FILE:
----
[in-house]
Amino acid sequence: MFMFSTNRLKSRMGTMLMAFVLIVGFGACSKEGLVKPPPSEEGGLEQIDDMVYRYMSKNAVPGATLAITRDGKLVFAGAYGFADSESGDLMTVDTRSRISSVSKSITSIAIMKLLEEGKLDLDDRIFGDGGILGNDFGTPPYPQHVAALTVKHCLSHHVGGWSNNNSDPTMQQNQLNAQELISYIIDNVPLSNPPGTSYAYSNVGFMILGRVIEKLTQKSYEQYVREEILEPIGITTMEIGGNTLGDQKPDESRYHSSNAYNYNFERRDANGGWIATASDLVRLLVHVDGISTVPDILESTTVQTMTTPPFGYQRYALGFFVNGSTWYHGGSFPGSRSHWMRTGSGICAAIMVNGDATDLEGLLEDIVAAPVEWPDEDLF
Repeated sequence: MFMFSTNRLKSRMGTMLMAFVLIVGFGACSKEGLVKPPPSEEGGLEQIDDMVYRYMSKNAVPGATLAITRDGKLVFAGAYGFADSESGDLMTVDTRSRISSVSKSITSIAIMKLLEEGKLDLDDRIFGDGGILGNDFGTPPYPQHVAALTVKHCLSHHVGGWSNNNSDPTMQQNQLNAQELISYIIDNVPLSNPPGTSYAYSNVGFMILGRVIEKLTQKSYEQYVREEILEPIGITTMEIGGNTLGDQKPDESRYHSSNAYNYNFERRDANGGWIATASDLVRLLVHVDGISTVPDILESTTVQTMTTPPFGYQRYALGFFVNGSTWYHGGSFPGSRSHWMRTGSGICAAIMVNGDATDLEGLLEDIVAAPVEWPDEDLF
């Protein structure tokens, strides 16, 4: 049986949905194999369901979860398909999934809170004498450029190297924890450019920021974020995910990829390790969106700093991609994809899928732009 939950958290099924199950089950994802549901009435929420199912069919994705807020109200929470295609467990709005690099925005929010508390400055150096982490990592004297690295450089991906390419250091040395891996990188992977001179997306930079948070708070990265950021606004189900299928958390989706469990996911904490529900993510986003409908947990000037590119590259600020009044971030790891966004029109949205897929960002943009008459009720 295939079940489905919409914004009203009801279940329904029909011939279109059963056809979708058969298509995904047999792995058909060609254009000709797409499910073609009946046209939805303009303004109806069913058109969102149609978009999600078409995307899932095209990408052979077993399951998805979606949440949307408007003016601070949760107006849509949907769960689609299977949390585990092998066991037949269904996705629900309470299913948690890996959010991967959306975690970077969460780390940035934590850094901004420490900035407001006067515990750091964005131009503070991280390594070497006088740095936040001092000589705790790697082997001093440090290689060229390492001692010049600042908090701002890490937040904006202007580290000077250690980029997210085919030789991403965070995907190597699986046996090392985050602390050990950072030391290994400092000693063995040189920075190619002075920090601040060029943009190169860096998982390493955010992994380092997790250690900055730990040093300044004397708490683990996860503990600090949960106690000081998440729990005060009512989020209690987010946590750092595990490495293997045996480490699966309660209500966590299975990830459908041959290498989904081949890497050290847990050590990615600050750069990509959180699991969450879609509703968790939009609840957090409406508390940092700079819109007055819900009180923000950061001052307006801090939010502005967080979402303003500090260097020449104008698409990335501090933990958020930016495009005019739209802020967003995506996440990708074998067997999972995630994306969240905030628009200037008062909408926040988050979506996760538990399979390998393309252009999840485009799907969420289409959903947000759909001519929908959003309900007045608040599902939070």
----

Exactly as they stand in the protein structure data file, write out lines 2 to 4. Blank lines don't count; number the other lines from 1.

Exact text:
Amino acid sequence: MFMFSTNRLKSRMGTMLMAFVLIVGFGACSKEGLVKPPPSEEGGLEQIDDMVYRYMSKNAVPGATLAITRDGKLVFAGAYGFADSESGDLMTVDTRSRISSVSKSITSIAIMKLLEEGKLDLDDRIFGDGGILGNDFGTPPYPQHVAALTVKHCLSHHVGGWSNNNSDPTMQQNQLNAQELISYIIDNVPLSNPPGTSYAYSNVGFMILGRVIEKLTQKSYEQYVREEILEPIGITTMEIGGNTLGDQKPDESRYHSSNAYNYNFERRDANGGWIATASDLVRLLVHVDGISTVPDILESTTVQTMTTPPFGYQRYALGFFVNGSTWYHGGSFPGSRSHWMRTGSGICAAIMVNGDATDLEGLLEDIVAAPVEWPDEDLF
Repeated sequence: MFMFSTNRLKSRMGTMLMAFVLIVGFGACSKEGLVKPPPSEEGGLEQIDDMVYRYMSKNAVPGATLAITRDGKLVFAGAYGFADSESGDLMTVDTRSRISSVSKSITSIAIMKLLEEGKLDLDDRIFGDGGILGNDFGTPPYPQHVAALTVKHCLSHHVGGWSNNNSDPTMQQNQLNAQELISYIIDNVPLSNPPGTSYAYSNVGFMILGRVIEKLTQKSYEQYVREEILEPIGITTMEIGGNTLGDQKPDESRYHSSNAYNYNFERRDANGGWIATASDLVRLLVHVDGISTVPDILESTTVQTMTTPPFGYQRYALGFFVNGSTWYHGGSFPGSRSHWMRTGSGICAAIMVNGDATDLEGLLEDIVAAPVEWPDEDLF
């Protein structure tokens, strides 16, 4: 049986949905194999369901979860398909999934809170004498450029190297924890450019920021974020995910990829390790969106700093991609994809899928732009 939950958290099924199950089950994802549901009435929420199912069919994705807020109200929470295609467990709005690099925005929010508390400055150096982490990592004297690295450089991906390419250091040395891996990188992977001179997306930079948070708070990265950021606004189900299928958390989706469990996911904490529900993510986003409908947990000037590119590259600020009044971030790891966004029109949205897929960002943009008459009720 295939079940489905919409914004009203009801279940329904029909011939279109059963056809979708058969298509995904047999792995058909060609254009000709797409499910073609009946046209939805303009303004109806069913058109969102149609978009999600078409995307899932095209990408052979077993399951998805979606949440949307408007003016601070949760107006849509949907769960689609299977949390585990092998066991037949269904996705629900309470299913948690890996959010991967959306975690970077969460780390940035934590850094901004420490900035407001006067515990750091964005131009503070991280390594070497006088740095936040001092000589705790790697082997001093440090290689060229390492001692010049600042908090701002890490937040904006202007580290000077250690980029997210085919030789991403965070995907190597699986046996090392985050602390050990950072030391290994400092000693063995040189920075190619002075920090601040060029943009190169860096998982390493955010992994380092997790250690900055730990040093300044004397708490683990996860503990600090949960106690000081998440729990005060009512989020209690987010946590750092595990490495293997045996480490699966309660209500966590299975990830459908041959290498989904081949890497050290847990050590990615600050750069990509959180699991969450879609509703968790939009609840957090409406508390940092700079819109007055819900009180923000950061001052307006801090939010502005967080979402303003500090260097020449104008698409990335501090933990958020930016495009005019739209802020967003995506996440990708074998067997999972995630994306969240905030628009200037008062909408926040988050979506996760538990399979390998393309252009999840485009799907969420289409959903947000759909001519929908959003309900007045608040599902939070």